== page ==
Mark your calendars!  The calendar year 2020 due dates for Tax Year 2019 tax returns is now available.  For 2019 filings only two date filing dates have been adjusted for weekend occurrences. Whenever a regular tax filing date falls on a Saturday, Sunday, or a legal observed holiday in the District of Columbia, the due date for returns is pushed to the next business day.

In prior years, in addition to weekend statutory due date appearances, the Form 1040 and Form 1120 due dates have been adjusted due to the Emancipation Day observance in the District of Columbia.  The observance is typically on April 16th, no matter what day of the week the holiday falls and thus does not impact the filing date for 2019 returns.

For calendar year tax returns reporting 2019 information that are due in 2020, the following due dates will apply.  Visit our Resource Library for a printable list of business 2020 due dates.

Please note that as of 3/27/20 changes due to COVID-19 National Emergency have changes some of the dates below.


 2020 Filing Due Date (Tax Year 2019)

Form W-2 & certain 1099-Misc (electronic or mail)

Form 1065 – Partnerships

Form 1120-S – S Corporations

Form 1040 – Individuals

January 31st

March 16th 

March 16th 

July 15th

Form 1041 – Trusts and Estates

Form 1120 – C Corporations

Form 990 series – Tax Exempt Organizations 

Form 5500 series – Employee Benefit Plan

July 15th

July 15th 

May 15th 

July 31st

Form 1065 Extended Return

Form 1120-S Extended Return

Form 1041 Extended Return

Form 1120 Extended Return

Form 1040 Extended Return

September 15th

September 15th

September 30th

October 15th

October 15th

FinCEN 114 (Extended with Form 1040) October 15th
Form 5500 series – Employee Benefit Plan Extended Return October 15th
Form 990 series – Tax Exempt Organization Extended Return November 16th

*Please note: Some of the above due dates are different from standard filing dates due to holidays or weekends.

For fiscal year filers:

  • Partnership and S Corporation tax returns will be due the 15th day of the third month after the end of their fiscal tax year.
  • C Corporation tax returns will be due the 15th day of the fourth month after the end of their fiscal tax year. A special rule to defer the due date change for C Corporations with fiscal years that end on June 30th defers the change until December 31, 2025.
  • Employee Benefit Plan tax returns are due the last day of the seventh month after the plan year ends.

It is important to confirm when tax returns are due for all states in which taxpayers operate, because individual states may not conform to the Federal filing dates.

Estimated Tax Payment Due Dates

In addition to the statutory due dates listed above, estimated tax payments also have their own due date schedule.  Often, taxpayers are confused on the due dates for estimated tax payments since they do not fall on a typical quarter end.  The first quarter estimated tax payment is due the same time as the prior year’s tax or extension payment is due. The fourth quarter payment is due in the year following the tax year. This is practically the only time a payment made in a following year impacts the prior year tax return for cash basis taxpayers.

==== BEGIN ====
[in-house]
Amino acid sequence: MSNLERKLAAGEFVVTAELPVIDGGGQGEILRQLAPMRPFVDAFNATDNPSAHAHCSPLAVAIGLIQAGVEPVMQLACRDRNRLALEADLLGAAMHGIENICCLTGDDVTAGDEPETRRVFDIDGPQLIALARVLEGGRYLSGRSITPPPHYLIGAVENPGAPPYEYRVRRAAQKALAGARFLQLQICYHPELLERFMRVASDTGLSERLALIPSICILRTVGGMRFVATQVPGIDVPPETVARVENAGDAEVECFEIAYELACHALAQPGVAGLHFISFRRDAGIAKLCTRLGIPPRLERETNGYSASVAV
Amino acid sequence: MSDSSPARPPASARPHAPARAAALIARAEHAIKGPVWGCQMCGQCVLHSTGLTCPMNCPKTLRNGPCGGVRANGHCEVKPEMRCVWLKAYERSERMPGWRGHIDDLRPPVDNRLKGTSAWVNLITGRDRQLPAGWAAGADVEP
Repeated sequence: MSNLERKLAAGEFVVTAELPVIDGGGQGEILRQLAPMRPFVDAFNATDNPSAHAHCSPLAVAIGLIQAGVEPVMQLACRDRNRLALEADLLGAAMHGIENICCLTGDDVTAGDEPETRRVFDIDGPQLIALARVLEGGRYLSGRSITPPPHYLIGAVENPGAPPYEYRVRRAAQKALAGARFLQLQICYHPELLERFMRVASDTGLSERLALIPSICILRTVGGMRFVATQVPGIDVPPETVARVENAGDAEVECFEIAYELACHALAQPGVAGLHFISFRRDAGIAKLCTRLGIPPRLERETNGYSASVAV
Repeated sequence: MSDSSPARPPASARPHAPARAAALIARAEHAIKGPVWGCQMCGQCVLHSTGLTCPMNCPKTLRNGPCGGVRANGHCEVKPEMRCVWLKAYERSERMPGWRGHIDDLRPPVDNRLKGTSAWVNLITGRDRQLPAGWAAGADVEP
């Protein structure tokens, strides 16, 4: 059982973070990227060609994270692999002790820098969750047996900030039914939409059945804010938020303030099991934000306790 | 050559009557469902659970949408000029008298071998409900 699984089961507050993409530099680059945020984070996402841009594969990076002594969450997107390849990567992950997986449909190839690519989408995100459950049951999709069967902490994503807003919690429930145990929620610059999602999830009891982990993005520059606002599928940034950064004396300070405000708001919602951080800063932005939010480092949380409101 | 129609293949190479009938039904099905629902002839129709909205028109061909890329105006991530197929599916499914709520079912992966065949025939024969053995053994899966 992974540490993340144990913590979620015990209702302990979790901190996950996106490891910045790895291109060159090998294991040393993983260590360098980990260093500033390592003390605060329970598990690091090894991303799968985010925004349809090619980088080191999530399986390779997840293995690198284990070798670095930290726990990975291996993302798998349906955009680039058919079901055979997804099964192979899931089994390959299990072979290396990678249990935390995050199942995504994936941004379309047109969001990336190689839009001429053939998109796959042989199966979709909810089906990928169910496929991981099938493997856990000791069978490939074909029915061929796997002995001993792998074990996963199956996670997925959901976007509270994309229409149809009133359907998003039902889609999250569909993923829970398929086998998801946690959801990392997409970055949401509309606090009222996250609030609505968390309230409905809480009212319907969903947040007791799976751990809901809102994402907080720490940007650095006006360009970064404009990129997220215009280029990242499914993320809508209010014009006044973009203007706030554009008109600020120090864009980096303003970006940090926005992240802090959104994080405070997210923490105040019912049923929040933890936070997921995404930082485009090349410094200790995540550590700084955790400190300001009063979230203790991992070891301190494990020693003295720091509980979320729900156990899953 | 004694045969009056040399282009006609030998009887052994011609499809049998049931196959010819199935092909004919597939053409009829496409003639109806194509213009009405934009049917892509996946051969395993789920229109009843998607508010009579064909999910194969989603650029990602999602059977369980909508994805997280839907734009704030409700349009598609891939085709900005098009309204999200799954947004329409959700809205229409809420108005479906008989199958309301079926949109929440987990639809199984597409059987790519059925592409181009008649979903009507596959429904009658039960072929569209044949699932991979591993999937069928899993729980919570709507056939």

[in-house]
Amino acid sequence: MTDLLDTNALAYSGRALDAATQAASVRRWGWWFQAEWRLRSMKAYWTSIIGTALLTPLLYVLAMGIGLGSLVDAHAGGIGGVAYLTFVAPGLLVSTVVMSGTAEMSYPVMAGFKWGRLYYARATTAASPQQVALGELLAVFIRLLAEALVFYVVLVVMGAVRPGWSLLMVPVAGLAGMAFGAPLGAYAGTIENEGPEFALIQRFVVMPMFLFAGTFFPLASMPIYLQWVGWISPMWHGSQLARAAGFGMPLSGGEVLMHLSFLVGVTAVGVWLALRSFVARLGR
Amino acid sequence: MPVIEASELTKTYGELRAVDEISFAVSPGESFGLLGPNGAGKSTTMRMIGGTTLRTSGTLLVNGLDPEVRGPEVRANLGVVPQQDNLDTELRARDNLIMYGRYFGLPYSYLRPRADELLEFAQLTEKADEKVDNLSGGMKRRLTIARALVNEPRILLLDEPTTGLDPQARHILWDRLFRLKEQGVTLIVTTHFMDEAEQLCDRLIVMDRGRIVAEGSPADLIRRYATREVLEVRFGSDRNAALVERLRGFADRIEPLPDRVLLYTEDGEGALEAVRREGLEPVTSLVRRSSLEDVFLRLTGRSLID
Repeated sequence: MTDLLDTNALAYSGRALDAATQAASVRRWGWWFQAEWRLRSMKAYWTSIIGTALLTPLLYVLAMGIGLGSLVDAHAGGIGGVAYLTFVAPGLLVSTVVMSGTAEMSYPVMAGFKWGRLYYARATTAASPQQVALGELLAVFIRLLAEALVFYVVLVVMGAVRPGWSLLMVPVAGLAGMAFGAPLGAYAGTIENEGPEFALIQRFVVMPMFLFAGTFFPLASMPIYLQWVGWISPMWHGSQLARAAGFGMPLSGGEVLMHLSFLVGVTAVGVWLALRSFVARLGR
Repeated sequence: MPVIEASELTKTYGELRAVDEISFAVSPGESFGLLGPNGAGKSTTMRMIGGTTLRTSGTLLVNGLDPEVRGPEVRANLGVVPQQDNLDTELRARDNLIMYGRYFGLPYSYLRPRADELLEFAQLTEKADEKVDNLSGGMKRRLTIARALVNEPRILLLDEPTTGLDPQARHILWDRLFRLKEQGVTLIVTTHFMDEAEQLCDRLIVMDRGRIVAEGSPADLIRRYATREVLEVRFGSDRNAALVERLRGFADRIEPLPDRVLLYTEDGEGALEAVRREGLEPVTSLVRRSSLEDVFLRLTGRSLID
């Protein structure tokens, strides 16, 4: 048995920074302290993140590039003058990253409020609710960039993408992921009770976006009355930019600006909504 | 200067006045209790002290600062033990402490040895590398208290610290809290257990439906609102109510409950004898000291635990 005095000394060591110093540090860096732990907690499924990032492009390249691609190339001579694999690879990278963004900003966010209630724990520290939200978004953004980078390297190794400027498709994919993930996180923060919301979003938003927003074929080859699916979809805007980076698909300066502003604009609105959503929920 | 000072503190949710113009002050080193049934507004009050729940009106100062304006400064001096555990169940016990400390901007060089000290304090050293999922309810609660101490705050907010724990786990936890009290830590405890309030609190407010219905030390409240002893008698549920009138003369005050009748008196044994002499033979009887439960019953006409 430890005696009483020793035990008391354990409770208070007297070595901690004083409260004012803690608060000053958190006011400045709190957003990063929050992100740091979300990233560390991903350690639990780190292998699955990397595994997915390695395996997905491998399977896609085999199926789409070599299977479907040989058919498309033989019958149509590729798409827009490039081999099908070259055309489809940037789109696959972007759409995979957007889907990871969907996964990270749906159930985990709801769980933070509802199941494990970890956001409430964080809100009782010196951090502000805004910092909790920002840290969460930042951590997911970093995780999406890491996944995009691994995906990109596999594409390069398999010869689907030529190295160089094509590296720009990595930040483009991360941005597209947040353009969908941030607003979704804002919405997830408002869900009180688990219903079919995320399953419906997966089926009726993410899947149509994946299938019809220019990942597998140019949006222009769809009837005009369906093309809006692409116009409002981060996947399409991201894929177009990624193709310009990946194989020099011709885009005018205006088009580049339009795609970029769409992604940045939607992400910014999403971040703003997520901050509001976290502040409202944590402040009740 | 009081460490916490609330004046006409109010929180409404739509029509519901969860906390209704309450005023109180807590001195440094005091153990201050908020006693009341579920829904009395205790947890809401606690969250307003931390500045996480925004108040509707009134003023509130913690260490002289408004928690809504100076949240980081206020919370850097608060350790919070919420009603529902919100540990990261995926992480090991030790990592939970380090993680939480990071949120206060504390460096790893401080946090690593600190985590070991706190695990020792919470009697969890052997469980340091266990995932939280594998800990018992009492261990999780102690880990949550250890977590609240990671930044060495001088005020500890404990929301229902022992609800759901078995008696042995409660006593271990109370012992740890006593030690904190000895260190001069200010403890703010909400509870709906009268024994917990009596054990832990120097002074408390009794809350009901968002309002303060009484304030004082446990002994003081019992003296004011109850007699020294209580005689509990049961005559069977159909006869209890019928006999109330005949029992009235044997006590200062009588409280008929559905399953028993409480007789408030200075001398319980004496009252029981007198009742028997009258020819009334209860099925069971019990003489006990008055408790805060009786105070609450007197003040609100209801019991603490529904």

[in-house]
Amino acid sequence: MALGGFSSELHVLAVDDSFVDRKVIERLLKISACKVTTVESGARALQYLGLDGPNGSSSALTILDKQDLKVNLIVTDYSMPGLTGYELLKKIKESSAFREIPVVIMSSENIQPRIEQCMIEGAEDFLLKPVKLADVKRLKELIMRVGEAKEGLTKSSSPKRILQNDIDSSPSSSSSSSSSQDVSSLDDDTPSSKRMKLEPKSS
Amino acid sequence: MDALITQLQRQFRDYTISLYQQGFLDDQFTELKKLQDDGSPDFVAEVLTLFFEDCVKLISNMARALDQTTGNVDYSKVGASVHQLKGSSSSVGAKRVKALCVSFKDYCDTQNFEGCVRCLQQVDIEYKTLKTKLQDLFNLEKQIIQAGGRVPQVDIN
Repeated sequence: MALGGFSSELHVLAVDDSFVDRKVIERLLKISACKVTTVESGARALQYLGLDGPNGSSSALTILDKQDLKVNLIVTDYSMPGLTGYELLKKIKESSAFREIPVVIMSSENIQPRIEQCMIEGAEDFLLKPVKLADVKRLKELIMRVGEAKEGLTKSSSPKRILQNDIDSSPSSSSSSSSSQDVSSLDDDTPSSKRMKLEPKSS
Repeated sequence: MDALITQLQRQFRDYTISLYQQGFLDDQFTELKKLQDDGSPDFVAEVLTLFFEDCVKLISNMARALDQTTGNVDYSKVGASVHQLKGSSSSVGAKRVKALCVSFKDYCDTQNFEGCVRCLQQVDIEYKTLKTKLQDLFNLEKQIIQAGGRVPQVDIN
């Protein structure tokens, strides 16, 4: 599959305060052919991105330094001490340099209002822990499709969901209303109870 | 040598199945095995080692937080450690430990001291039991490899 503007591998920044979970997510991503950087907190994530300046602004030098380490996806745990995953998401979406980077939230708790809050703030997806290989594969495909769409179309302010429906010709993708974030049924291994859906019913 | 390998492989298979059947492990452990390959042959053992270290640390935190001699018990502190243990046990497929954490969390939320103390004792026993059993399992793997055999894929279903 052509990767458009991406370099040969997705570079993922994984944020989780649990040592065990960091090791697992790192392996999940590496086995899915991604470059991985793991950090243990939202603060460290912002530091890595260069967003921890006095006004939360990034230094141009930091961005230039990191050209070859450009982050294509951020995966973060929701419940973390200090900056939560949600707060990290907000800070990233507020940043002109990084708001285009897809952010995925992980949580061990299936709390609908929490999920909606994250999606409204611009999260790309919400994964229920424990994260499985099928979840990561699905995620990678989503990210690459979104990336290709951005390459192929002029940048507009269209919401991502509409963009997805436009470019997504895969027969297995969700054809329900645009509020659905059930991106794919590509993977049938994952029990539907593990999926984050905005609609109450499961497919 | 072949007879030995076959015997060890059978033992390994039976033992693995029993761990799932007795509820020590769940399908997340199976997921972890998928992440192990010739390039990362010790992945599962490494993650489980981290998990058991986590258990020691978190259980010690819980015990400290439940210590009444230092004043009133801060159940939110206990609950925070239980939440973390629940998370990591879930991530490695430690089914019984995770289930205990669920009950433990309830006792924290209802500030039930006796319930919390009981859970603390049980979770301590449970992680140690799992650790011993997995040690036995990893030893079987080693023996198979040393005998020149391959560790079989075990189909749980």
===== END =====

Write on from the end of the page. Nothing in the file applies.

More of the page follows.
Our tax system is a “pay as you go” system, meaning that taxpayers are expected to pay in tax, on at least quarterly basis, for the income they have earned.  If there is adequate withholding by employers, then this can be a seamless process.  However, some taxpayers, especially those with dual incomes, fluctuating income or significant passive income or those who are high earners, or self-employed may find themselves under-withheld at tax time.  In addition to a significant tax bill, these taxpayers may also find themselves with an underpayment penalty.

The due dates for estimated tax payments are listed below.

Estimated Tax PaymentsEstimated Payment Due Date
1st QuarterApril 15th
2nd Quarter June 15th
3rd Quarter September 15th
4th Quarter January 15th of the next year

If you have any questions about these due dates and the impact on your tax filings, please contact one of our qualified tax professionals.

© 2019

Written by: Erin Kidd, EA

Erin Kidd is the Tax Individual Practice Supervisor at Thompson Greenspon and has nearly a decade of tax experience specializing in individual taxation. Throughout her career, she has focused on simplifying complex tax issues and educating clients to maximize their tax benefits and plan for future events. Erin is responsible for the review of individual Federal and multi-state tax returns, managing the firm’s Military Spouse Remote Preparer Program, preparation of individual tax returns with international taxation and reporting requirements, and assisting with the resolution of client issues with Federal and State Taxing Authorities. 

Erin holds a Bachelor’s and Master’s Degree in Business Administration from Morehead State University, is an Enrolled Agent, a federally licensed tax preparer who has unlimited rights to practice before the IRS, and an Accredited Financial Counselor ®. She has been recognized by the Garrison Commands of West Point, NY and Fort Leavenworth, KS for her contributions to the military community for her work with the installations’ Volunteer Income Tax Assistance Centers.

Icon for Thompson Greenspon
Thompson Greenspon

This blog post was provided by Thompson Greenspon. If you have questions or concerns regarding this content, please contact us.